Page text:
Andreas Whittam Smith

Sir Andreas Whittam Smith, CBE (born Macclesfield 13 June 1937)[1] is an English financial journalist, who was one of the founders of The Independent newspaper which began publication in October 1986 with Whittam Smith as editor. He is a former president of the British Board of Film Classification.

Sir Andreas Whittam Smith

First Church Estates Commissioner
In office
6 March 2002 – June 2017
Succeeded byLoretta Minghella
Personal details
Born (1937-06-13) 13 June 1937 (age 84)
Macclesfield, Cheshire, England
newspaper editor

Early life and educationEdit

The son of an Anglican clergyman in the Diocese of Chester, he moved from Macclesfield to Birkenhead in 1940.[2] He was educated at Birkenhead School, and Keble College, Oxford.


Most of his career has been spent in the city in journalism, including as city editor of The Guardian and The Daily Telegraph, and as editor of the Investors Chronicle from 1970 to 1977,[3] and Stock Exchange Gazette. With Matthew Symonds, he was a co-founder of The Independent newspaper and was its first editor from 1986 to 1993.[4] He still contributes articles on a regular basis.

Whittam Smith was chairman of the Financial Ombudsman Service from 2001 to 2003. He is also a director of Independent News and Media (UK), Vice Chairman of Tunbridge Wells Equitable Friendly Society, and a vice-president of the National Council for One Parent Families. He was appointed president of the British Board of Film Classification in 1998, instigating liberalisation of film and video censorship, a post from which he resigned in 2002.[5] He has been on the Board of Trustees of The Architecture Foundation.

Whittam Smith was interviewed by National Life Stories (C467/08) in 2007 for the 'Oral History of the British Press' collection held by the British Library.[6]

Church of EnglandEdit

On 6 March 2002, Whittam Smith was appointed the First Church Estates Commissioner, a senior lay person in the Church of England.[2] As such, he is Chairman of the Church Commissioners' Assets Committee (an investment portfolio of £7 billion), and a member of the Church Commissioners' Board of Governors, the General Synod of the Church of England, and the Archbishops' Council.[7] It was announced in September 2016 that he would be stepping down as First Church Estates Commissioner in June 2017.[7]

Democracy 2015Edit

In 2012 Whittam Smith started the Democracy 2015 movement to attempt to reform how British democracy functions.[8] The movement's stated aim was to achieve a House of Commons majority in 2015 and form a reformist government independent of parliamentary parties and composed of non-politicians volunteering to stand for a single term only. The movement stood a candidate, Adam Lotun, in the Corby by-election on 15 November 2012. He came 13th out of 14 candidates, with 35 votes.[9]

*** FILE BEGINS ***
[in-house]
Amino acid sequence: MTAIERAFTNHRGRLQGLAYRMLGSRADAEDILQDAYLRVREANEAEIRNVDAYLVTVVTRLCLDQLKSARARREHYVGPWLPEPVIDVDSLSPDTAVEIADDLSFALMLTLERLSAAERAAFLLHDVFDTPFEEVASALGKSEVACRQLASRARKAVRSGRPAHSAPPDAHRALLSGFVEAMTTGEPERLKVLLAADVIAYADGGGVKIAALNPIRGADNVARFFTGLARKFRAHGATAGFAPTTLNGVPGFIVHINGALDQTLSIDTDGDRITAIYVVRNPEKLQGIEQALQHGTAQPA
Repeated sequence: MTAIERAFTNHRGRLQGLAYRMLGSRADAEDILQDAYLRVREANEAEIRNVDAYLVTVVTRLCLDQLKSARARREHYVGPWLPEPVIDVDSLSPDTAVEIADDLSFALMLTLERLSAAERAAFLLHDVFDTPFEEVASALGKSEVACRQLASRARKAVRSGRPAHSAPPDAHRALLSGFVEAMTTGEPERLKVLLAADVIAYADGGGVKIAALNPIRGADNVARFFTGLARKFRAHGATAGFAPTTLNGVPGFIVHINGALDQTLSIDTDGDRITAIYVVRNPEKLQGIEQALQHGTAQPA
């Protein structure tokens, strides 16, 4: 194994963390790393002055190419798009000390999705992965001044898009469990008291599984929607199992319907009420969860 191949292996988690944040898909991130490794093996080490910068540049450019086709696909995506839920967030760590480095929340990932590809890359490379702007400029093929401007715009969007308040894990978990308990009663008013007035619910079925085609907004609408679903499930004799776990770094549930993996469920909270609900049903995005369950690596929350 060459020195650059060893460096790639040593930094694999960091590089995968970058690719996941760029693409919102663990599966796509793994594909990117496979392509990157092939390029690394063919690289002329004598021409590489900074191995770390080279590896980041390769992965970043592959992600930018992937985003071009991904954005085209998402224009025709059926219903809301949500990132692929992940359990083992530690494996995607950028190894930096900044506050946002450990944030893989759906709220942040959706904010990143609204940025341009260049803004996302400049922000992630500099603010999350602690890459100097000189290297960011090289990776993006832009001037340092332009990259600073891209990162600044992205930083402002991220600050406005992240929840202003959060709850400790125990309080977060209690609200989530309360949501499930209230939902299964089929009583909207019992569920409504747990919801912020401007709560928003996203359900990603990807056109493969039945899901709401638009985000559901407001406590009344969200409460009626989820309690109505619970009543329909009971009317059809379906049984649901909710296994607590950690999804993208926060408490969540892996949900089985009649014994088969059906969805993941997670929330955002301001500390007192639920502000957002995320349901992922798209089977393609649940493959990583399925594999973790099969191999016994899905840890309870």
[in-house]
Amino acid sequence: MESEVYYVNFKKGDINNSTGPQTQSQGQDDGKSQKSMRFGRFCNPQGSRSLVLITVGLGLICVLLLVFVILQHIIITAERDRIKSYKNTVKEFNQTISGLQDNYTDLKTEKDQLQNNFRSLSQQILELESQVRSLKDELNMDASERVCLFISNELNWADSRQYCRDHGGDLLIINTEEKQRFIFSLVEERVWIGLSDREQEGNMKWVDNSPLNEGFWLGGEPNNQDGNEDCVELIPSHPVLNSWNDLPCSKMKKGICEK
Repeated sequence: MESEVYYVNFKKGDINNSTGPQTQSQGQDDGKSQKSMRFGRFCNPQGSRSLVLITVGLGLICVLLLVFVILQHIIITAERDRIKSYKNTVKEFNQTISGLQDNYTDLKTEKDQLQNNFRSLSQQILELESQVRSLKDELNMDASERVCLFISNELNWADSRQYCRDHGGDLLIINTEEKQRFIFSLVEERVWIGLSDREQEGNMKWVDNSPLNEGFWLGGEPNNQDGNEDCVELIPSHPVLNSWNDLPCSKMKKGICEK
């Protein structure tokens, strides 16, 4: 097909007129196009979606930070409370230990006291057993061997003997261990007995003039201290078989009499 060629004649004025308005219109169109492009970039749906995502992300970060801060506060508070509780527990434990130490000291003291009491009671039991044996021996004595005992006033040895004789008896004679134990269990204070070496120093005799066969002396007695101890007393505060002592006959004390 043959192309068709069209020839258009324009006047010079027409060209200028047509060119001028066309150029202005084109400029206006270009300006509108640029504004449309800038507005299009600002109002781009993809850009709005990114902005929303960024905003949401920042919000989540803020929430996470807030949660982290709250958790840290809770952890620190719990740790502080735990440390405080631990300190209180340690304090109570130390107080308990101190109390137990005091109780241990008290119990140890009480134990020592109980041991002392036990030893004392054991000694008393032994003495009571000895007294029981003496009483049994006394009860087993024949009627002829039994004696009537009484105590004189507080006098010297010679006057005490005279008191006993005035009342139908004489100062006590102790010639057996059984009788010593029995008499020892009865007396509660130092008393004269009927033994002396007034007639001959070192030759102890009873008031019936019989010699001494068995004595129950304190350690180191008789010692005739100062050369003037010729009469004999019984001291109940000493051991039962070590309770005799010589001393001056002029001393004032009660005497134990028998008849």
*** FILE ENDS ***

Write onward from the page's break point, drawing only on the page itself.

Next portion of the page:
In 1988 Whittam Smith was awarded the Honorary Degree of Doctor of Laws (LL.D) by the University of Bath.[10]

In 2003, he was made a Commander of the Order of the British Empire.[11] In the 2015 Queen's Birthday Honours List, he was made a Knight Bachelor "for public service, particularly to the Church of England", and therefore granted the title sir.[12]

In July 2017, he was awarded the Canterbury Cross for Services to the Church of England by the Archbishop of Canterbury.[13]


  1. ^ "Index entry". FreeBMD. ONS. Retrieved 28 October 2014.
  2. ^ a b Why I am still an Anglican, Continuum, 2006, page 67
  3. ^ Nicholas John Wilkinson (2009). Secrecy and the Media: The Official History of the United Kingdom's D-Notice System. Routledge. p. 1030. ISBN 978-1-134-05253-0.
  4. ^ "New British newspaper takes on 'Qualities' in quest for readers". The Post and Courier. 7 October 1986. Retrieved 9 October 2012.
  5. ^ "Andreas Whittam Smith steps down as President of the BBFC". BBFC. 6 March 2002. Retrieved 9 October 2012.[permanent dead link]
  6. ^ National Life Stories, 'Whittam Smith, Andreas (1 of 4) National Life Stories Collection: 'Oral History of the British Press', The British Library Board, 2007. Retrieved 10 October 2017.
  7. ^ a b "Sir Andreas Whittam Smith to step down from Church Commissioners". Media Centre. Church of England. 29 September 2016. Retrieved 21 May 2017.
  8. ^ Whittam Smith, Andreas (5 September 2012). "How you can bring our ailing democracy back to life". The Independent. Archived from the original on 25 October 2012.
  9. ^ "By-elections: Labour takes Corby from Conservatives". BBC. 16 November 2012. Archived from the original on 16 November 2012.
  10. ^ "Honorary Graduates 1966 to 1988". University of Bath. Retrieved 9 October 2012.
  11. ^ "Stones frontman becomes Sir Mick". BBC News. 12 December 2003. Retrieved 9 October 2012.
  12. ^ "No. 61256". The London Gazette (Supplement). 13 June 2015. p. B2.
  13. ^ "Archbishop of Canterbury's Awards ceremony held at Lambeth Palace". Archbishop of Canterbury. 13 June 2017. Retrieved 14 July 2017.

External linksEdit

Media offices
Preceded by
(founding editor)
Editor of The Independent
Succeeded by
Ian Hargreaves
Preceded by
George Lascelles, 7th Earl of Harewood
President of the British Board of Film Classification
Succeeded by
Quentin Thomas